The versatility of a growing musical veteran
Dawn Richard has proven herself to be a versatile artist for the last 20 years as a singer, songwriter, actress, dancer, model and animator. Born in one of the most innovative cities for music, the New Orleans native has an unorthodox sound of electro mixed with Creole bounce culture and a dash of soul/indie. Since the 2012 disbanding of her pop group Danity Kane, Richard’s career has been at somewhat of a stagnant halt, especially for financial reasons. However, her sixth studio album Second Line, released on April 30, 2021, gave Richard the opportunity to showcase her evolution as a recording artist.
The 16-track album, filled with spoken word and storytelling, is the embodiment of the avant-garde music style of the place she calls home, with her own twist. With a multifaceted fusion of funk, hip-hop, electro and soul, Second Line’s sound embraces the New Orleans tradition of constant music no matter the occasion—gathering as a unit to dance, mourn or celebrate.
As Richard’s voice freely runs and bounces through the beats, “Nostalgia” is overflowing with artfully placed melodies and catchy repetitive lyrics. “Bussifame,” posing as one of the most eclectic songs of the album, switches from grime to soul to the percussion melodies of Creole/Black sounds.
A recurring pattern throughout the album is a conversation that comes in and out between Richard and a female narrator. It’s evident by “Mornin | Streetlights” that the woman is her mother, which serves as a storytelling element. Broken into halves with differing moods and tones, this song not only showcases the range of Richard’s talent but of human emotions. The first half, “Mornin,” is a sensual but sunny mood then morphs to a dark, heavy mood during “Streetlights.”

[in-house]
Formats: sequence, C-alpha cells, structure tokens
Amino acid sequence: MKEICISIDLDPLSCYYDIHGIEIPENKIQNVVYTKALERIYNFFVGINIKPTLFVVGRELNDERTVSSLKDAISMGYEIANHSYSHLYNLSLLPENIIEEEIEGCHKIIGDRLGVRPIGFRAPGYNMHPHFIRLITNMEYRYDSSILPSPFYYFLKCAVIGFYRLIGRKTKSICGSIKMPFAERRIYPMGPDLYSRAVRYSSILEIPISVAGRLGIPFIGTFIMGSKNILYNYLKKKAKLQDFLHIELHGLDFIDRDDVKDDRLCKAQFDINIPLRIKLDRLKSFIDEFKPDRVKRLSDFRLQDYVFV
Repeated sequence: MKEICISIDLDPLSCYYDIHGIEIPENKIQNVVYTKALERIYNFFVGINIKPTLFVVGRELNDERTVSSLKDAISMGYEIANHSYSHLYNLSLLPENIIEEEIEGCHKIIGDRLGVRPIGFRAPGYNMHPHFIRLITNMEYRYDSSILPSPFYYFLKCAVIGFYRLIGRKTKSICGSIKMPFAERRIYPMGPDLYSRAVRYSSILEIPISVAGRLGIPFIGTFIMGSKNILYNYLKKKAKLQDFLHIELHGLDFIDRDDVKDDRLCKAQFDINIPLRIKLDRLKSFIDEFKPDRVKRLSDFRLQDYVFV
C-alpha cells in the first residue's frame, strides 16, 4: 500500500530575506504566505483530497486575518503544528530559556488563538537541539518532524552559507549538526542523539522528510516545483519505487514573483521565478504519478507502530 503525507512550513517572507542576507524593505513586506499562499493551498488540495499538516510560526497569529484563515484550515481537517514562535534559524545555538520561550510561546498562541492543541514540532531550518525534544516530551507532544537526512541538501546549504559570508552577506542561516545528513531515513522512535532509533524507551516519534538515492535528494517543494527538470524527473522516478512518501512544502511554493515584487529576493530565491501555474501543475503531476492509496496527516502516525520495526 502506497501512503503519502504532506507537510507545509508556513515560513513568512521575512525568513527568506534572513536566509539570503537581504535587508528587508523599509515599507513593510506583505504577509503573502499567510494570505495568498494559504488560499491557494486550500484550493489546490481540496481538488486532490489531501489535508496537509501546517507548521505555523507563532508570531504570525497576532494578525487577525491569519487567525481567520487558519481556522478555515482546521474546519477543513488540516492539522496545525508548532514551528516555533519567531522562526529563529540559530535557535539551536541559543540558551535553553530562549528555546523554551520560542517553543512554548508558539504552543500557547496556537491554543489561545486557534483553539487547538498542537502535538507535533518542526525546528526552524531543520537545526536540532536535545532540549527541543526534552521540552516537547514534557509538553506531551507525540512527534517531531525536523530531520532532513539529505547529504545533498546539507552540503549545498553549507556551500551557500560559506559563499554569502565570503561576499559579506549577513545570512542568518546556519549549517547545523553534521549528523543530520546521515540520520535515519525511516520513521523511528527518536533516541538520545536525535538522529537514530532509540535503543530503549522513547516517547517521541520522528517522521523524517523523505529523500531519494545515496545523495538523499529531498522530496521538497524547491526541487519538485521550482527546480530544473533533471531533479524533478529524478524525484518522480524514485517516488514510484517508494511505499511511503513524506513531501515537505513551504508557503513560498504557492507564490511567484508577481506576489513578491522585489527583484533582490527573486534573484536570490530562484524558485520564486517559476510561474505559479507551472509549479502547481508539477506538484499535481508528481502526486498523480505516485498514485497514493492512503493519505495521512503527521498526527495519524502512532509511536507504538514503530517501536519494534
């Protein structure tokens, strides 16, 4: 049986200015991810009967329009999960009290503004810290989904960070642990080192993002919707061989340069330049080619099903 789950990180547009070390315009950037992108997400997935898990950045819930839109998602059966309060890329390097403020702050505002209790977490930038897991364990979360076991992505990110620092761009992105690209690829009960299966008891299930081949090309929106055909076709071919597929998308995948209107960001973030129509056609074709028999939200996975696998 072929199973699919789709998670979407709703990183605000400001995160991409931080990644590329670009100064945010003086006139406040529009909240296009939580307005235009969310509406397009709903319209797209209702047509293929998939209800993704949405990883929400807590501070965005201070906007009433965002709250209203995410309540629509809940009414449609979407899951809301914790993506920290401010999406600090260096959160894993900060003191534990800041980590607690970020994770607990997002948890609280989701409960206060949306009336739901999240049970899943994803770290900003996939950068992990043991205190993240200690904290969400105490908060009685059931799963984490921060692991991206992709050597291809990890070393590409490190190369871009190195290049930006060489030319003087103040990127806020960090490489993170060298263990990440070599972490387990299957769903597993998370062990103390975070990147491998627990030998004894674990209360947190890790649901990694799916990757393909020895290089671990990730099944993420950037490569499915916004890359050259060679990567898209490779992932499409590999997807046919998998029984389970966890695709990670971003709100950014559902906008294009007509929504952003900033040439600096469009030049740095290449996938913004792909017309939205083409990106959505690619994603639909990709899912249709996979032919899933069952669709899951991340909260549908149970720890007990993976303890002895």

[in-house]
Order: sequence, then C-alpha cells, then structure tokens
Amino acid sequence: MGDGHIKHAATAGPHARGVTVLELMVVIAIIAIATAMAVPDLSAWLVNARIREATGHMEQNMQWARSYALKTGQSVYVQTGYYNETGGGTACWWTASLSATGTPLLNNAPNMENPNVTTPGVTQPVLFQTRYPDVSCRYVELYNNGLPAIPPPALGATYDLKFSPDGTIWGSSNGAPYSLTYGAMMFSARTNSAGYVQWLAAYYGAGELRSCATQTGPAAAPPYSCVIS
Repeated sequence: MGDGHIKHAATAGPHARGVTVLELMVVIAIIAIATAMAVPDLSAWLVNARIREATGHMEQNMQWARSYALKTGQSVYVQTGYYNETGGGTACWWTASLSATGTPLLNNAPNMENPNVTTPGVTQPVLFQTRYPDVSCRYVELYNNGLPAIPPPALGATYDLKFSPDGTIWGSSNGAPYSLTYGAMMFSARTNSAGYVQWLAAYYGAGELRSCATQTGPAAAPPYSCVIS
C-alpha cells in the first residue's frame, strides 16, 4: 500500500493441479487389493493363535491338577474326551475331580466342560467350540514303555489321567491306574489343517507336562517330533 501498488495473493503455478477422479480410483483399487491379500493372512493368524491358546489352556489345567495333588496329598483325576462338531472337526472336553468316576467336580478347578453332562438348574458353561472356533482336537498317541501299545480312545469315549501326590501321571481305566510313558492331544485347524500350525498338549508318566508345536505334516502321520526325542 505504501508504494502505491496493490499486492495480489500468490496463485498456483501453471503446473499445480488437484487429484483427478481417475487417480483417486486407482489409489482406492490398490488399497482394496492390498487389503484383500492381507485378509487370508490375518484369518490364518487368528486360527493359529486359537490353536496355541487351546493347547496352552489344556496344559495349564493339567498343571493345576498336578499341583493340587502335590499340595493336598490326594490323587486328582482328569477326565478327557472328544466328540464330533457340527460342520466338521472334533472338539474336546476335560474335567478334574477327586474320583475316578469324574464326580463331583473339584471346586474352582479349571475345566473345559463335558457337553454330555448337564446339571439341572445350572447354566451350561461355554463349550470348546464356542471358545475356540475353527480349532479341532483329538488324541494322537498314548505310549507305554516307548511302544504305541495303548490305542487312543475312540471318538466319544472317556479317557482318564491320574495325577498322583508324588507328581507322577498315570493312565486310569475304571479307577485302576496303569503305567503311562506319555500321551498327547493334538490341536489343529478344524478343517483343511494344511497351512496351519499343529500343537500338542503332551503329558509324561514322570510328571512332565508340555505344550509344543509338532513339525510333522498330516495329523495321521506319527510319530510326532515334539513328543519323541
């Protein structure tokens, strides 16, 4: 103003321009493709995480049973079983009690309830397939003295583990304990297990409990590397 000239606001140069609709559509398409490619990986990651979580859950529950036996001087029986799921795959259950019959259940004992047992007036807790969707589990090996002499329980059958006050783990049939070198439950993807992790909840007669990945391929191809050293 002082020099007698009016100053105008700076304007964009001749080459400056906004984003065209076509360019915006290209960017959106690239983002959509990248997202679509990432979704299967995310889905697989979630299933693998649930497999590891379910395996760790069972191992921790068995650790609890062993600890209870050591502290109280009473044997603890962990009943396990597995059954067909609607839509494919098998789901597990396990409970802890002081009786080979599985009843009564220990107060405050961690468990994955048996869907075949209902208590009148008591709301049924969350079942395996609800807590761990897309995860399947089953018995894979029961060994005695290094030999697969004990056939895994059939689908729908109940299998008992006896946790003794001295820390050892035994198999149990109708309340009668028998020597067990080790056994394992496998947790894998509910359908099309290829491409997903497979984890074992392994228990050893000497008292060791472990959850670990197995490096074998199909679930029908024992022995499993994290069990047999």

Once again, expressing the complications of human emotions and heartbreak, “Le Petite Morte” samples from the melancholic composition “Moonlight Sonata” by Beethoven. “I’ve been battered and bruised/ I’m too good to be this used,” Richard pleads for fair treatment and compassion from a toxic lover.
With lyrics such as “I really think it’s time/ For us to bump and grind/ Ride the pony Ginuwine,” the fifth song of Second Line has a naturally sensual appeal. Her strong voice dwindling over a heavy bass then transitioning into a dance tone, “Pressure” transports the mind to a club in New Orleans or to the beach in the Caribbean. “Voodoo,” both an intermission and outermission, and “Pilot,” an interlude, reveal that Richard was sure to take her time in the flow and placement of this album.
If the moment called for a slower mood or there was a ripe opportunity for Richard’s personal emotions to shine, Second Line was evidently far from rushed as a piece of reflection in many different ways. The moods, tones and ethereal spoken words/conversations are euphorically scattered to be in sequence with one another. Each track of the album tells the story of Richard’s confidence as an artist who not only has broken out of her stagnant shell but solely creates for her own satisfaction and love for the craft.